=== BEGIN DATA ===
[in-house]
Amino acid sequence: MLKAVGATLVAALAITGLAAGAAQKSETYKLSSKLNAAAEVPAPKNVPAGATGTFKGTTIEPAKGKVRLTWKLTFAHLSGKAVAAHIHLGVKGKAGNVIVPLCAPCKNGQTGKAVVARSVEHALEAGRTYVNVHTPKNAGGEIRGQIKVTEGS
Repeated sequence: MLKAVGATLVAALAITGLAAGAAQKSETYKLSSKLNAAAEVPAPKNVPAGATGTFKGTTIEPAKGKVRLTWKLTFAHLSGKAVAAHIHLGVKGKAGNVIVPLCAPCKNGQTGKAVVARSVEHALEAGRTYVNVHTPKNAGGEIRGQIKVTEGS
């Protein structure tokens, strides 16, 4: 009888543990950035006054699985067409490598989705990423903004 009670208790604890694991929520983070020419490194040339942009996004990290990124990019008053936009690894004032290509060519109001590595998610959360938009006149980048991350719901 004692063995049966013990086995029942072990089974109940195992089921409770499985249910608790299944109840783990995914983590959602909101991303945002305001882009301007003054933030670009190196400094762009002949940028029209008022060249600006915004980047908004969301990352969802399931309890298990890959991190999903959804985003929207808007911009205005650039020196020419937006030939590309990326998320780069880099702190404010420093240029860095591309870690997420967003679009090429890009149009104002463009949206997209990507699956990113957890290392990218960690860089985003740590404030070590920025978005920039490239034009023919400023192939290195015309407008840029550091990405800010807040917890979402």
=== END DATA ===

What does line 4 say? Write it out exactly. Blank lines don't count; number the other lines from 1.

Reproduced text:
């Protein structure tokens, strides 16, 4: 009888543990950035006054699985067409490598989705990423903004 009670208790604890694991929520983070020419490194040339942009996004990290990124990019008053936009690894004032290509060519109001590595998610959360938009006149980048991350719901 004692063995049966013990086995029942072990089974109940195992089921409770499985249910608790299944109840783990995914983590959602909101991303945002305001882009301007003054933030670009190196400094762009002949940028029209008022060249600006915004980047908004969301990352969802399931309890298990890959991190999903959804985003929207808007911009205005650039020196020419937006030939590309990326998320780069880099702190404010420093240029860095591309870690997420967003679009090429890009149009104002463009949206997209990507699956990113957890290392990218960690860089985003740590404030070590920025978005920039490239034009023919400023192939290195015309407008840029550091990405800010807040917890979402």